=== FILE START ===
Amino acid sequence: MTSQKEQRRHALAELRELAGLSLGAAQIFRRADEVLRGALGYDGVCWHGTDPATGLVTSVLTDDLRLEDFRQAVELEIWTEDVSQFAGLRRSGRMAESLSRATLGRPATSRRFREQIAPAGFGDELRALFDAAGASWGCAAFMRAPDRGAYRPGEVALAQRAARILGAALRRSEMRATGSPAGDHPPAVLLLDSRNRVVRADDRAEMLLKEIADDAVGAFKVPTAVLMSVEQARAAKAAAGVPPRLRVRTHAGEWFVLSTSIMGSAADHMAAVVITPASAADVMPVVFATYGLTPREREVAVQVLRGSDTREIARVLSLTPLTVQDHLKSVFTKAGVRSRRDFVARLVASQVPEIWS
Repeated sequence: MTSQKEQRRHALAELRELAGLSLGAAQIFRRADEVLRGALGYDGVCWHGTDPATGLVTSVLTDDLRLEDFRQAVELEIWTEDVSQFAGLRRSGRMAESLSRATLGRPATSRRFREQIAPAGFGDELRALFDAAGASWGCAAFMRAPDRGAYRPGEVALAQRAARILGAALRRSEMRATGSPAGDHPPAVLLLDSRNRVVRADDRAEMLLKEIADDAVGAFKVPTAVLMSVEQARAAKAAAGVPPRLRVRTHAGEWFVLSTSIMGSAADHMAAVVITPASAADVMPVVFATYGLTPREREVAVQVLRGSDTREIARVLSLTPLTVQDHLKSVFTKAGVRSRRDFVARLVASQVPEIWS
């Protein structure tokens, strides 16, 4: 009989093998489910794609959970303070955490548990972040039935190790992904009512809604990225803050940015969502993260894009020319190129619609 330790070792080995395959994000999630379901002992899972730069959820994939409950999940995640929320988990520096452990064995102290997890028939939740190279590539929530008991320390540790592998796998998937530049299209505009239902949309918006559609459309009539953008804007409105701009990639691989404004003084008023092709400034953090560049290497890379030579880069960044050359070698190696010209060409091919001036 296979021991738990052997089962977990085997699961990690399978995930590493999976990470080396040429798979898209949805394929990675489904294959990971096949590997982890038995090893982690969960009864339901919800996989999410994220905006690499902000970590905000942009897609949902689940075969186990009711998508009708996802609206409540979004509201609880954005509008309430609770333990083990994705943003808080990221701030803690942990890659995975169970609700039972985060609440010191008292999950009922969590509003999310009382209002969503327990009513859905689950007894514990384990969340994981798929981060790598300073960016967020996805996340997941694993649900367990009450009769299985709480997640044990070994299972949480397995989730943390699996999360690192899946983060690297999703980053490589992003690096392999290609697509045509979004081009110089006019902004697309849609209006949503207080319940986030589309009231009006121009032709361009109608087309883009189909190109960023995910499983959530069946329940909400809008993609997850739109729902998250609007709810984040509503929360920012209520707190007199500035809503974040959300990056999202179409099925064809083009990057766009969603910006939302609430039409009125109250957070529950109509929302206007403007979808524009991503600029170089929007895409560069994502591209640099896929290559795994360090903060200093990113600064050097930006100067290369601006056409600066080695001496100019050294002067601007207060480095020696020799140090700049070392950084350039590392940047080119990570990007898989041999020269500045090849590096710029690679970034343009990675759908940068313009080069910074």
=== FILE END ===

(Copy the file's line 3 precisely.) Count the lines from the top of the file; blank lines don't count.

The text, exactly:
């Protein structure tokens, strides 16, 4: 009989093998489910794609959970303070955490548990972040039935190790992904009512809604990225803050940015969502993260894009020319190129619609 330790070792080995395959994000999630379901002992899972730069959820994939409950999940995640929320988990520096452990064995102290997890028939939740190279590539929530008991320390540790592998796998998937530049299209505009239902949309918006559609459309009539953008804007409105701009990639691989404004003084008023092709400034953090560049290497890379030579880069960044050359070698190696010209060409091919001036 296979021991738990052997089962977990085997699961990690399978995930590493999976990470080396040429798979898209949805394929990675489904294959990971096949590997982890038995090893982690969960009864339901919800996989999410994220905006690499902000970590905000942009897609949902689940075969186990009711998508009708996802609206409540979004509201609880954005509008309430609770333990083990994705943003808080990221701030803690942990890659995975169970609700039972985060609440010191008292999950009922969590509003999310009382209002969503327990009513859905689950007894514990384990969340994981798929981060790598300073960016967020996805996340997941694993649900367990009450009769299985709480997640044990070994299972949480397995989730943390699996999360690192899946983060690297999703980053490589992003690096392999290609697509045509979004081009110089006019902004697309849609209006949503207080319940986030589309009231009006121009032709361009109608087309883009189909190109960023995910499983959530069946329940909400809008993609997850739109729902998250609007709810984040509503929360920012209520707190007199500035809503974040959300990056999202179409099925064809083009990057766009969603910006939302609430039409009125109250957070529950109509929302206007403007979808524009991503600029170089929007895409560069994502591209640099896929290559795994360090903060200093990113600064050097930006100067290369601006056409600066080695001496100019050294002067601007207060480095020696020799140090700049070392950084350039590392940047080119990570990007898989041999020269500045090849590096710029690679970034343009990675759908940068313009080069910074």